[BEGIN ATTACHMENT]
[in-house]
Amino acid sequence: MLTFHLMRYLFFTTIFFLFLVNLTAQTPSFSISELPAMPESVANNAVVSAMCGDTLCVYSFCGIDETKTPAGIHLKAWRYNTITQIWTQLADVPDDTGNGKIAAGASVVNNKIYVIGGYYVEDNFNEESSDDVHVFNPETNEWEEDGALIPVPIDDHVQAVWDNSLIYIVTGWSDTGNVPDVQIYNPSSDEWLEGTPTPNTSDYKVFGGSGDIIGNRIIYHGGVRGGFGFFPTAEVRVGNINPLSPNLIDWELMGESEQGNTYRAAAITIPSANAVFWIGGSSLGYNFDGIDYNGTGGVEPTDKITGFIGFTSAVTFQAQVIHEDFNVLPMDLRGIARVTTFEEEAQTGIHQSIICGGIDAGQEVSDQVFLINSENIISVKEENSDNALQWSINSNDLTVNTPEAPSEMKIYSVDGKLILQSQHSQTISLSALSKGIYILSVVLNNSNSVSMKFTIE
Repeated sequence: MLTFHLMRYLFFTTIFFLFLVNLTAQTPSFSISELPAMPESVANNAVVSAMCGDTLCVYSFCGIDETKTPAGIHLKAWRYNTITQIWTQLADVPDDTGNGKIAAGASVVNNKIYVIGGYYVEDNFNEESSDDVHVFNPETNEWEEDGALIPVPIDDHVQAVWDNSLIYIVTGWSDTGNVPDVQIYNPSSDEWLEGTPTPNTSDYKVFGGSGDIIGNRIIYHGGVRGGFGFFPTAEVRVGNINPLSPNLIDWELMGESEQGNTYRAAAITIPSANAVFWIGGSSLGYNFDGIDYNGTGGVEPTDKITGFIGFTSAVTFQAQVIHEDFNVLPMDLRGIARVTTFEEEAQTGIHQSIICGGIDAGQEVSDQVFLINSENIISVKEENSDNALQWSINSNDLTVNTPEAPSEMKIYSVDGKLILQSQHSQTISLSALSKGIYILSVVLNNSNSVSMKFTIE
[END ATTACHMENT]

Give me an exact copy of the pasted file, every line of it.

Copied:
[in-house]
Amino acid sequence: MLTFHLMRYLFFTTIFFLFLVNLTAQTPSFSISELPAMPESVANNAVVSAMCGDTLCVYSFCGIDETKTPAGIHLKAWRYNTITQIWTQLADVPDDTGNGKIAAGASVVNNKIYVIGGYYVEDNFNEESSDDVHVFNPETNEWEEDGALIPVPIDDHVQAVWDNSLIYIVTGWSDTGNVPDVQIYNPSSDEWLEGTPTPNTSDYKVFGGSGDIIGNRIIYHGGVRGGFGFFPTAEVRVGNINPLSPNLIDWELMGESEQGNTYRAAAITIPSANAVFWIGGSSLGYNFDGIDYNGTGGVEPTDKITGFIGFTSAVTFQAQVIHEDFNVLPMDLRGIARVTTFEEEAQTGIHQSIICGGIDAGQEVSDQVFLINSENIISVKEENSDNALQWSINSNDLTVNTPEAPSEMKIYSVDGKLILQSQHSQTISLSALSKGIYILSVVLNNSNSVSMKFTIE
Repeated sequence: MLTFHLMRYLFFTTIFFLFLVNLTAQTPSFSISELPAMPESVANNAVVSAMCGDTLCVYSFCGIDETKTPAGIHLKAWRYNTITQIWTQLADVPDDTGNGKIAAGASVVNNKIYVIGGYYVEDNFNEESSDDVHVFNPETNEWEEDGALIPVPIDDHVQAVWDNSLIYIVTGWSDTGNVPDVQIYNPSSDEWLEGTPTPNTSDYKVFGGSGDIIGNRIIYHGGVRGGFGFFPTAEVRVGNINPLSPNLIDWELMGESEQGNTYRAAAITIPSANAVFWIGGSSLGYNFDGIDYNGTGGVEPTDKITGFIGFTSAVTFQAQVIHEDFNVLPMDLRGIARVTTFEEEAQTGIHQSIICGGIDAGQEVSDQVFLINSENIISVKEENSDNALQWSINSNDLTVNTPEAPSEMKIYSVDGKLILQSQHSQTISLSALSKGIYILSVVLNNSNSVSMKFTIE